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Impact grant helps growing family secure quality housing

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Sketch of mother holding infant

Justine woke suddenly to the sound of her son screaming. She tore from her bed to the bedroom next to hers, where her two young boys slept. When she got there, her youngest was in tears, shaking his arms as if they were wet and he was trying to shake them dry.

He had woken, Justine learned, to a rat crawling on top of him.

For Justine, this was the final straw. She was already fed up with how unresponsive her landlord had been about the doors and windows that needed screens so cool air could blow through the non-air conditioned apartment; the walls with holes that needed repaired; the roof that leaked every time it rained; the exterior doors that did not close correctly, leaving her young family vulnerable; the improperly sealed chimney flue that poured smoke into the house each time her family wanted to warm themselves in front of a fire; and the foundation issues that caused cracks in the walls to grow ever larger. Having her son wake to a rodent on top of him gave Justine a renewed energy to fight for a clean and safe home for her young family.

After all, that family was expanding. Justine was pregnant, in her third trimester, and she told herself she wouldn't raise another child in the conditions they had grown accustomed to. Even as someone with limited means and a subsidized housing voucher, she felt her family deserved better.

That's when Justine turned to Community Legal Aid. She was paired with attorney Julie Smith, who helped Justine every step of the way. Julie worked with Justine's landlord to negotiate a move-out date, which broke her lease. Julie also utilized Akron Metropolitan Housing Authority to find another property for Justine to move into. In addition, Julie negotiated a reduced past-due water bill for Justine and the transfer of her housing voucher to ensure she could find a place that would accept her subsidy.

Meanwhile, Justine found the perfect place to set down roots and was preparing to move. But, it turned out that the landlord had several repairs to make to the home, which would take months before it was safe for Justine's family to move into.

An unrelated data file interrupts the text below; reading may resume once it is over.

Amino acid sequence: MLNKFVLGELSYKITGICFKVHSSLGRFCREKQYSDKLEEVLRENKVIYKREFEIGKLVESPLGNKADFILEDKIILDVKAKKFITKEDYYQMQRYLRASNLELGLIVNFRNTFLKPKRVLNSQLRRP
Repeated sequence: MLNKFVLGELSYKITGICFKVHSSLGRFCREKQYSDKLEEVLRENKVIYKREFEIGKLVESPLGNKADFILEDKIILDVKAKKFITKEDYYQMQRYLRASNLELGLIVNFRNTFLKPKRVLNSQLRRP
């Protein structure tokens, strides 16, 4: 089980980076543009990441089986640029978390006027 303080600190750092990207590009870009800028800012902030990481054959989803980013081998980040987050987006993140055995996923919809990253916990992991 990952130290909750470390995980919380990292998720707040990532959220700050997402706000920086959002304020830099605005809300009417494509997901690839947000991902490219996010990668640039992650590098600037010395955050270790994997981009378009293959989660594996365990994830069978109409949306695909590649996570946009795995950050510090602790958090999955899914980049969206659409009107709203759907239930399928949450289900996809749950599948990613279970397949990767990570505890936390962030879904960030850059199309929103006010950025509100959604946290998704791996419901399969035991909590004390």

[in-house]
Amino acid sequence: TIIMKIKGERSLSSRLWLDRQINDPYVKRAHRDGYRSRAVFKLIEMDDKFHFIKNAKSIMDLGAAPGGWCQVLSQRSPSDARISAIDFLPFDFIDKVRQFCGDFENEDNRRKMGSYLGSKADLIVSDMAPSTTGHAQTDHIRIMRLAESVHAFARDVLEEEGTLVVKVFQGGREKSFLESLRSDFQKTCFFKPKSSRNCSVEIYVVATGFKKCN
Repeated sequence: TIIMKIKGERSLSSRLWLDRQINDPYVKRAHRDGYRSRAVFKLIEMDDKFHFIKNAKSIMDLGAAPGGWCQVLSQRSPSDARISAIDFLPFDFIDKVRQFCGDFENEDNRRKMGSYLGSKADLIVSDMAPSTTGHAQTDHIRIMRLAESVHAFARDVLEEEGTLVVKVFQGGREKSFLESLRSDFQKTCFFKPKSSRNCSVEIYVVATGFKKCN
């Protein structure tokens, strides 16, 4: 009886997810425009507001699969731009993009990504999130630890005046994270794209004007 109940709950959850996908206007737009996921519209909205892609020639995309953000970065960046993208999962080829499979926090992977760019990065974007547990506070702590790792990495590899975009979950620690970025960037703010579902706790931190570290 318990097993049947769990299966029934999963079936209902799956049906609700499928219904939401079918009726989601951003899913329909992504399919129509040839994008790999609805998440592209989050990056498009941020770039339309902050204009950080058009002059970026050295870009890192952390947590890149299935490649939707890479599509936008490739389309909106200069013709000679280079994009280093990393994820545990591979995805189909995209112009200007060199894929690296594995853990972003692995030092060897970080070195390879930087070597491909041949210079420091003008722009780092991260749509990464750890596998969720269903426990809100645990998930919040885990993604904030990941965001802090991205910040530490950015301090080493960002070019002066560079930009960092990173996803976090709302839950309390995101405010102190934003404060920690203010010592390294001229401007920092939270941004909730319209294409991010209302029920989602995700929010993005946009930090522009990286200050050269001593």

Unfortunately, that day didn't come quickly enough. At eight-months pregnant, Justine found her family in a homeless shelter for women and children. And then, the unthinkable happened - she went into labor. Justine gave birth to a healthy baby girl just three days after moving into the homeless shelter.

Finally, a couple of months later, Justine was able to move into her newly repaired home with her recently expanded family. A clean, rodent-free home with working doors and a roof. With her past-due water bill reduced, she was ready to start fresh with her children.

Justine would have had difficulty affording an attorney on her own. Through grant support from the Women's Endowment Fund, Community Legal Aid was able to work with Justine and her family as part of its Infant Mortality Prevention Project. This program helps Community Legal Aid's advocates assist expectant mothers, like Justine, facing issues that put their health and the well-being of their baby in jeopardy. Through legal representation, education, and advocacy, Community Legal Aid's attorneys resolve issues like safe and affordable housing, domestic violence, debt, and more.

*Names and identifying information in this article have been altered in order to protect Community Legal Aid's client confidentiality.

In 2017, industry experts met to discuss the infant mortality crisis in Summit County during the Women's Endowment Fund's biannual forum. Outcomes from this forum were used to direct impact grantmaking for the fund's 2018 grant cycle. In 2018, the fund awarded $50,000 in impact grants to organizations like Community Legal Aid to help reduce infant mortality rates in Summit County.

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